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July 1, 1952


The opinion of the court was delivered by: RAYFIEL

This is a motion for a preliminary injunction restraining, pendente lite, the enforcement of an ordinance adopted by the Village of Cedarhurst on March 31, 1952, prohibiting, inter alia, the flight of aircraft over that village at an altitude of less than 1000 feet. The action is for a declaratory judgment to the effect that the said ordinance is unconstitutional and invalid.

The parties plaintiff consist of the following: -- (1) ten air lines, each of which is engaged, under the authority of the Civil Aeronautical Board, hereinafter referred to as the "Board", as a common carrier of passengers, freight and mail in interstate and/or foreign commerce between the New York International Airport, hereinafter referred to as "Idlewild", and various airports in the United States or foreign countries; (2) the President of the Air Line Pilots Association, International, both as President and as representative of a group of individuals, members of the said association, whose work requires them to pilot aircraft into and out of "Idlewild" from and to various airports in the United States and foreign countries; (3) The Port of New York Authority, hereinafter referred to as the "Port Authority", a body corporate established by compact between the States of New York and New Jersey, for the development and operation of terminal and transportation facilities in the Port of New York District, which includes "Idlewild", which it occupies under lease and operates pursuant to the authority vested in it under statute adopted by the legislatures of both states; (4) ten individuals, each a pilot of one of the ten air lines plaintiffs, and each suing individually and in behalf of others in his class. Each of the said individuals is qualified and has been authorized and licensed to pilot aircraft in interstate and foreign commerce by the Administrator of Civil Aeronautics, hereinafter referred to as the "Administrator".

 The "Board" and the "Administrator" have asked for and obtained leave to intervene.

 The defendants appeared specially for the purpose of contesting the Court's jurisdiction.

 The defendants contend that under the common law title to air space is vested in the owner of the surface soil beneath it. They cite the case of U.S. v. Causby, 328, U.S. 256. 66 S. Ct. 1062, 90 L. Ed. 1206, to support their position. It is unnecessary to set forth at length the facts involved in that case; it should suffice to say that they and the principle involved are completely at variance with those in the instant case. It is interesting to note, however, that Mr. Justice Douglas, in his opinion in the Causby case, said, at page 260 of 328 U.S., at page 1065 of 66 S. Ct., 90 L. Ed. 1206, "It is ancient doctrine that at common law ownership of the land extended to the periphery of the universe -- Cujus est solum ejus est usque ad coclum. But that doctrine has no place in the modern world. The air is a public highway, as Congress has declared. Were that not true, every transcontinental flight would subject the operator to countless trespass suits. Common sense revolts at the idea. To recognize such private claims to the airspace would clog these highways, seriously interfere with their control and development in the public interest, and transfer into private ownership that to which only the public has a just claim".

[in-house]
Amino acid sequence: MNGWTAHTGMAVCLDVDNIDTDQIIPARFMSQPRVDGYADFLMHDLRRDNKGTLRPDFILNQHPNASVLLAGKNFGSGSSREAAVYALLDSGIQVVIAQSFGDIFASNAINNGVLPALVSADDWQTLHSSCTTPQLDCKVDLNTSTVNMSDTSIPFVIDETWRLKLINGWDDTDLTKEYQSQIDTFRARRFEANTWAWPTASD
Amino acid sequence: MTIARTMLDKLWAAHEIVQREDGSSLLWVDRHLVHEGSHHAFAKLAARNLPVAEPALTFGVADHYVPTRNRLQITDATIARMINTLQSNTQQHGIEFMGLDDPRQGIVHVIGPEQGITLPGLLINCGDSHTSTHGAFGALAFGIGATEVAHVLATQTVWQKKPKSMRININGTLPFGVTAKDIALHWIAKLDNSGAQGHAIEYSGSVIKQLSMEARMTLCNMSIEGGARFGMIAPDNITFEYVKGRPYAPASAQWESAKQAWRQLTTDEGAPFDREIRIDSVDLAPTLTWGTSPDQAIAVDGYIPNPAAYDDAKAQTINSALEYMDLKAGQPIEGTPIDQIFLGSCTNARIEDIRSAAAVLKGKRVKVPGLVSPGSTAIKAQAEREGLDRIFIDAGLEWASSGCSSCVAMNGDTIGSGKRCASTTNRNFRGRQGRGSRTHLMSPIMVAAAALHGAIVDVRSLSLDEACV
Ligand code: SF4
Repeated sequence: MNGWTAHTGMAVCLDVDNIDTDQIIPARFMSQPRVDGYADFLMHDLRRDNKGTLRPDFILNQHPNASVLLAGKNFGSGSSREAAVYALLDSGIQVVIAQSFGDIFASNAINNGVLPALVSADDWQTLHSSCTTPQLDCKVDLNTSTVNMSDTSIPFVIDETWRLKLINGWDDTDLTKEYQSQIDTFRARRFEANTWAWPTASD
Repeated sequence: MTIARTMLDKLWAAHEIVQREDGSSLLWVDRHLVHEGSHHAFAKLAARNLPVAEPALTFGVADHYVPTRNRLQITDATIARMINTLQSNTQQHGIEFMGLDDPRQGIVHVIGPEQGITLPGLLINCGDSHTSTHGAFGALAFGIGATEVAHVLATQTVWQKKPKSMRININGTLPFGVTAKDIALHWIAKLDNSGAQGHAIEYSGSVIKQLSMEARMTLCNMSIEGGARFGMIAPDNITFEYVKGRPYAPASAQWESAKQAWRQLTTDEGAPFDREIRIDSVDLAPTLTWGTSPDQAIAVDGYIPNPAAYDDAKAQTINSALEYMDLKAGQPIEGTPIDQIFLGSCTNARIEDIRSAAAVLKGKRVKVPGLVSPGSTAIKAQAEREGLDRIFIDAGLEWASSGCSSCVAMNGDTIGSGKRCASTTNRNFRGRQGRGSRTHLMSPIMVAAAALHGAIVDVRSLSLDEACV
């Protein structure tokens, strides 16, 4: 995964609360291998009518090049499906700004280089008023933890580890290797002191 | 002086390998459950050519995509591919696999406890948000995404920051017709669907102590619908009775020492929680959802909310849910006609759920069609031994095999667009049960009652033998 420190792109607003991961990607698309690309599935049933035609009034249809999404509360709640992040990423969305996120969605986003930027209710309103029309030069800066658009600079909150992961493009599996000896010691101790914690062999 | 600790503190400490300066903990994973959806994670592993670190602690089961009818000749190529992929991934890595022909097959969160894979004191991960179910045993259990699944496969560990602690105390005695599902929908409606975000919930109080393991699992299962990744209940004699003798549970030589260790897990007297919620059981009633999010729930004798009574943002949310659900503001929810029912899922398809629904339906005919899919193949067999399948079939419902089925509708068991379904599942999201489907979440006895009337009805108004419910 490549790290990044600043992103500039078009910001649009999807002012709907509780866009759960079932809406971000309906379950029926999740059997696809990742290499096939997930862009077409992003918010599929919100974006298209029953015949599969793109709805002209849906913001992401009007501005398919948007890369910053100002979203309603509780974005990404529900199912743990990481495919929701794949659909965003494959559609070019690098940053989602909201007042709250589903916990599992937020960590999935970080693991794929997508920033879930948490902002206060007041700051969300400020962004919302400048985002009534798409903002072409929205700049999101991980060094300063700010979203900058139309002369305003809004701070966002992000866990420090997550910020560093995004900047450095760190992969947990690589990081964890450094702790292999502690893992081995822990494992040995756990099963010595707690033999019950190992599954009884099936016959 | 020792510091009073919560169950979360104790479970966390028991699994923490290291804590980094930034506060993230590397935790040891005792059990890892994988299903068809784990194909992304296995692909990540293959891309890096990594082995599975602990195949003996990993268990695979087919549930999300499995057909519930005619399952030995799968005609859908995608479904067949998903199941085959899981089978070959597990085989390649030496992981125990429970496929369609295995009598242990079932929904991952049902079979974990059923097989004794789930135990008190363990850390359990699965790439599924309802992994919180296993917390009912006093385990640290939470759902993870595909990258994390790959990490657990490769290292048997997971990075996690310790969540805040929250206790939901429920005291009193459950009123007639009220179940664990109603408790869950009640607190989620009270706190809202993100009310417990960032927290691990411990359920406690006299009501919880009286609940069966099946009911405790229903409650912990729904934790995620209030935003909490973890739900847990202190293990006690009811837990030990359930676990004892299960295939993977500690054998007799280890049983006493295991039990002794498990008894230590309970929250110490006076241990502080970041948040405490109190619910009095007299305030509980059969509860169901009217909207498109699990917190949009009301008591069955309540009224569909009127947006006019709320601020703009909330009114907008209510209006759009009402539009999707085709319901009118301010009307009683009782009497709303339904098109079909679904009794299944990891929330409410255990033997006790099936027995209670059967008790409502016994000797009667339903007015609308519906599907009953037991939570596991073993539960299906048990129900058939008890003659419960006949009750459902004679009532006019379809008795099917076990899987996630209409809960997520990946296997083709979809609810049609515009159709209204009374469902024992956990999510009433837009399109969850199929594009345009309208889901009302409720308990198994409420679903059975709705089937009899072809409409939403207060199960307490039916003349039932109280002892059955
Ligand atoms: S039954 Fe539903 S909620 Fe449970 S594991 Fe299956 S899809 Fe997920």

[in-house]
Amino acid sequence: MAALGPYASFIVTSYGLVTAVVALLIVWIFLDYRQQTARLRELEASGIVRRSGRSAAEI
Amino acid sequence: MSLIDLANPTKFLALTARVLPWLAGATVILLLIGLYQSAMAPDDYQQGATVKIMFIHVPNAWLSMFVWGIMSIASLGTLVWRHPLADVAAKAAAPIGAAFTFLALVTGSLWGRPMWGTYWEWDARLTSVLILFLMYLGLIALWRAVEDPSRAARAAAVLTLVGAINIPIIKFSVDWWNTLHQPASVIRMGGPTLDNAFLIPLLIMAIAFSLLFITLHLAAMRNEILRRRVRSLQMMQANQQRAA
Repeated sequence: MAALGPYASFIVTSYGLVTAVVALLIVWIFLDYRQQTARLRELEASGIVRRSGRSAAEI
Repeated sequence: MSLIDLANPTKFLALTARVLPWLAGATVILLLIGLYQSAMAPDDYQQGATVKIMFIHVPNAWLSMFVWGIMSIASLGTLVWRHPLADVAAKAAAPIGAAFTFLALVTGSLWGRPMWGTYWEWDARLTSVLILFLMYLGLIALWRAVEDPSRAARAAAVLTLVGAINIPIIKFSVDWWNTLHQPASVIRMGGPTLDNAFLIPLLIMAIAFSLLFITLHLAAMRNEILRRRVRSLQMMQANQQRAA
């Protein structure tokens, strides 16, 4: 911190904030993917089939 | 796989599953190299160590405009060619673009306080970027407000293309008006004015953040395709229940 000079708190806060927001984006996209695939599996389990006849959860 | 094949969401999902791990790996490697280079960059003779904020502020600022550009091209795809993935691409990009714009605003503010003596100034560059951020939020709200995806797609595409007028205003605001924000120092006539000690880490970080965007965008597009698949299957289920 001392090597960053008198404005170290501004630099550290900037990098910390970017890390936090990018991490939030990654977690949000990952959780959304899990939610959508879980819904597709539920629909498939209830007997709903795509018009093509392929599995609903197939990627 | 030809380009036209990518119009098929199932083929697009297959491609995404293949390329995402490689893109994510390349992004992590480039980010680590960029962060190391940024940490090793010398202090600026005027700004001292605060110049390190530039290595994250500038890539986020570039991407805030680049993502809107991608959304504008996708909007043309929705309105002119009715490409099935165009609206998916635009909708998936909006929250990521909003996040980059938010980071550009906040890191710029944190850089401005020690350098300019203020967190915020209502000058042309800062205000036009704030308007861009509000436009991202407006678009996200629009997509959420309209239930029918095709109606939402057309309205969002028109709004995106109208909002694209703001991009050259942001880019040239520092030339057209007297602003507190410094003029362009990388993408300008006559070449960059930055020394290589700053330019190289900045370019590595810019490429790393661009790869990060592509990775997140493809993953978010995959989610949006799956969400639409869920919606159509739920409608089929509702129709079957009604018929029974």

The defendants further contend that Congress, in enacting the Civil Aeronautics Act, Title 49 U.S.C.A. ยง 401, et seq., recognized the private ownership of what defendants' counsel refers to as "superjacent air" when it provided, under section 452 (c) (2) thereof, that the "Administrator" is authorized "* * * to acquire by purchase, condemnation, lease, or otherwise, * * * easements through or other interests in airspace immediately adjacent thereto * * *."

 I do not believe that Congress intended that the "Administrator" should be required to condemn or otherwise acquire the airspace adjacent to every plot of land over which planes under its supervision and control would be obliged to fly in landing at or leaving an airport. Even if that were the intent of Congress the remedy of an affected property owner is by an action for damages in the Court of Claims, as was done in the Causby case, supra.

 There appear to be three questions to be determined in passing upon the application for a preliminary injunction herein: --

 (1) Should the plaintiffs be required to exhaust their remedies in the state courts before having recourse to this Court?

 (2) Is there a serious question as to the constitutionality of the aforementioned ordinance?

 (3) If there is, would the refusal to grant a preliminary injunction result in irreparable loss and damage to the plaintiffs?

 As to the necessity of exhausting remedies in the state court.

 All of the authorities advanced by the defendants to support their contention that the plaintiffs should be relegated to the state courts apply to cases in which state issues were involved in whole or in part.

 In the case of Spector Motor Co. v. McLaughlin, 323 U.S. 101, 65 S. Ct. 152, 89 L. Ed. 101, the constitutionality of a Connecticut statute imposing a tax on vehicles engaged in interstate and intrastate traffic was involved. The court retained jurisdiction, but directed the plaintiff to proceed in the state court for the determination ...

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